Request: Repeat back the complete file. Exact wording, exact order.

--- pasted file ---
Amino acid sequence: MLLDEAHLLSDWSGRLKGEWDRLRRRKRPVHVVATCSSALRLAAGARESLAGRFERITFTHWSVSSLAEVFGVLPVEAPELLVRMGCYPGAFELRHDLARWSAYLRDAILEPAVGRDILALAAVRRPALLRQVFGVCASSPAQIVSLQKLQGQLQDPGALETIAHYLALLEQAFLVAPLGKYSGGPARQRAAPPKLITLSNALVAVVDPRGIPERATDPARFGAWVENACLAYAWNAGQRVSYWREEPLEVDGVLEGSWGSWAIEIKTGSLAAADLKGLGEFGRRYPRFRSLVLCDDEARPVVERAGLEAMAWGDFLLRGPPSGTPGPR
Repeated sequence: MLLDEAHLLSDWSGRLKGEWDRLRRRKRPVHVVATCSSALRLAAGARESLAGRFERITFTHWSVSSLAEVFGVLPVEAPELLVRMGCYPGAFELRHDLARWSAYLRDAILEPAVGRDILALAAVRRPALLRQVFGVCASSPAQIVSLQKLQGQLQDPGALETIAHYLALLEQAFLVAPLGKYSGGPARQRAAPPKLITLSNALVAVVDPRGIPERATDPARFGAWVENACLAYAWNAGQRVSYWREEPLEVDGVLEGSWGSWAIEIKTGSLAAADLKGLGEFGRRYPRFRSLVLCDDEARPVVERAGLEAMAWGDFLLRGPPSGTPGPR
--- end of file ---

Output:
Amino acid sequence: MLLDEAHLLSDWSGRLKGEWDRLRRRKRPVHVVATCSSALRLAAGARESLAGRFERITFTHWSVSSLAEVFGVLPVEAPELLVRMGCYPGAFELRHDLARWSAYLRDAILEPAVGRDILALAAVRRPALLRQVFGVCASSPAQIVSLQKLQGQLQDPGALETIAHYLALLEQAFLVAPLGKYSGGPARQRAAPPKLITLSNALVAVVDPRGIPERATDPARFGAWVENACLAYAWNAGQRVSYWREEPLEVDGVLEGSWGSWAIEIKTGSLAAADLKGLGEFGRRYPRFRSLVLCDDEARPVVERAGLEAMAWGDFLLRGPPSGTPGPR
Repeated sequence: MLLDEAHLLSDWSGRLKGEWDRLRRRKRPVHVVATCSSALRLAAGARESLAGRFERITFTHWSVSSLAEVFGVLPVEAPELLVRMGCYPGAFELRHDLARWSAYLRDAILEPAVGRDILALAAVRRPALLRQVFGVCASSPAQIVSLQKLQGQLQDPGALETIAHYLALLEQAFLVAPLGKYSGGPARQRAAPPKLITLSNALVAVVDPRGIPERATDPARFGAWVENACLAYAWNAGQRVSYWREEPLEVDGVLEGSWGSWAIEIKTGSLAAADLKGLGEFGRRYPRFRSLVLCDDEARPVVERAGLEAMAWGDFLLRGPPSGTPGPR